Finding Solutions to the Iraq War: A Call for Alternative Approaches

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In summary, the conversation discusses various alternatives to going to war with Saddam's regime, including waiting for him to die of old age and using unconventional methods such as airdropping boy bands and sending a photo of Michael Jackson. Some argue that Saddam poses no threat to the US or other countries and that there is no evidence linking him to terrorist organizations. Others suggest a more diplomatic approach, such as increasing inspections. However, it is ultimately agreed that war is inevitable due to the Bush administration's determination to go to war and the lack of support from France and other countries. The conversation also touches on the issue of the US's unilateral image and the myth of international cooperation in events such as the Kyoto agreement.
  • #1

Alias

If you believe that war is not the solution for destroying Saddam's WMDs and removing his brutal regime, please present an alternative.
 
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  • #2
Tickle him into submission and make him reveal where he hides his bug bombs.
 
  • #3
Well first of all why is it necessary to do anything about Saddam's regime or his WMD (if he has any). He poses no threat to the US or any other country. There has never been any proven link between Saddam and terrorist organisations. The scumbag only mistreats his own people. That makes it the internal affairs of another country.

Assuming that something has to be done about him we can wait for him to die of old age. Just look at him. The guy does not have long to live.
 
  • #4
Instead of threatning war, threaten to airdrop the Backstreet Boys and N'Sync over Baghdad.
 
  • #5
Didn't the CIA back the assassination attempt on a Chilean leader (I'm tempted to say Allende although I'm not sure)?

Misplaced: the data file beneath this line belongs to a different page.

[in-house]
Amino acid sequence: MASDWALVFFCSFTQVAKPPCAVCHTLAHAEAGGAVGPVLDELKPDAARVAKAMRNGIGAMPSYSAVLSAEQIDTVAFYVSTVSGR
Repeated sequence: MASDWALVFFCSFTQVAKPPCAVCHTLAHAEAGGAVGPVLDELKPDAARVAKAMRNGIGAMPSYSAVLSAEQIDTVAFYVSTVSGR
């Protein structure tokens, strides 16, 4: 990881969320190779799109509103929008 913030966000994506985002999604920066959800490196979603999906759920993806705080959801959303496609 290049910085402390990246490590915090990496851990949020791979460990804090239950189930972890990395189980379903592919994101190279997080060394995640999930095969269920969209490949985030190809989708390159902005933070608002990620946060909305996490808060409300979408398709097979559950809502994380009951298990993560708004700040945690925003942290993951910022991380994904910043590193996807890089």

• #6
There's a coup/assassination attempt on Saddam virtually every other week. The most famous CIA-backed coup failed in 1996 after being infiltrated by Iraqi intelligence; hundreds of plotters were killed in the following purge.
 
  • #7
Originally posted by Sting
Instead of threatning war, threaten to airdrop the Backstreet Boys and N'Sync over Baghdad.

NO! We would lose the moral high-ground and the global comunity would look on us with (even more) contempt. I mean, nerve gas and biologicals are one thing, but good grief man, have you no soul?!
 
  • #8
NOOOOOO! NOT MICHAEL!

Threaten to send him a picture of michael jackson
 
  • #9
He poses no threat to the US or any other country.
1990.

Alias, ironic this thread quickly turned to sarcasm. Clearly no one (damgo's suggestion notwithstanding) has a reasonable alternative other than doing nothing and HOPING we don't get burned for it again.
 
  • #10
sure we do, so did the UN; but apparently you have a different definition of reasonable so it is not really worth our time to keep banging our heads against the brick wall you have built.:wink:
 
  • #11
The idea that Bush's 'unilateral war right now' or no action at all is what I have a problem with. There are all sorts of ways to conduct a war, and surely there are more types of recovery plans than what Bush will execute.
 
  • #12
Unilateral?!

What planet are you on, Zero?

The last time I checked, there were some 45 nations helping the war effort.
 
  • #13
Originally posted by Zero
The idea that Bush's 'unilateral war right now' or no action at all is what I have a problem with. There are all sorts of ways to conduct a war, and surely there are more types of recovery plans than what Bush will execute.